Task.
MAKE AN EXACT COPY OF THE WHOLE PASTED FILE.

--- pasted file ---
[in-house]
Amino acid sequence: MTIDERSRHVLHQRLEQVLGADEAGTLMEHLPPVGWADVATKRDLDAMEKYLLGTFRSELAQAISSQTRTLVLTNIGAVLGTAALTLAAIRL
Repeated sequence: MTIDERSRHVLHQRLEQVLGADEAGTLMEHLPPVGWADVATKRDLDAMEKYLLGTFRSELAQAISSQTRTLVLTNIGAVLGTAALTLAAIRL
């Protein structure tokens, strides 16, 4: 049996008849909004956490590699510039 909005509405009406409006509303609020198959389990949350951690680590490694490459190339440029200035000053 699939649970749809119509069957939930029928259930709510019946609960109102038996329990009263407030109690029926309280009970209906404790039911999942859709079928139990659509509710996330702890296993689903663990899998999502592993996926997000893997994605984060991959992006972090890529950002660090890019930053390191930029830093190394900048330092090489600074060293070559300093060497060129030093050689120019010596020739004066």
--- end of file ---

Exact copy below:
[in-house]
Amino acid sequence: MTIDERSRHVLHQRLEQVLGADEAGTLMEHLPPVGWADVATKRDLDAMEKYLLGTFRSELAQAISSQTRTLVLTNIGAVLGTAALTLAAIRL
Repeated sequence: MTIDERSRHVLHQRLEQVLGADEAGTLMEHLPPVGWADVATKRDLDAMEKYLLGTFRSELAQAISSQTRTLVLTNIGAVLGTAALTLAAIRL
């Protein structure tokens, strides 16, 4: 049996008849909004956490590699510039 909005509405009406409006509303609020198959389990949350951690680590490694490459190339440029200035000053 699939649970749809119509069957939930029928259930709510019946609960109102038996329990009263407030109690029926309280009970209906404790039911999942859709079928139990659509509710996330702890296993689903663990899998999502592993996926997000893997994605984060991959992006972090890529950002660090890019930053390191930029830093190394900048330092090489600074060293070559300093060497060129030093050689120019010596020739004066």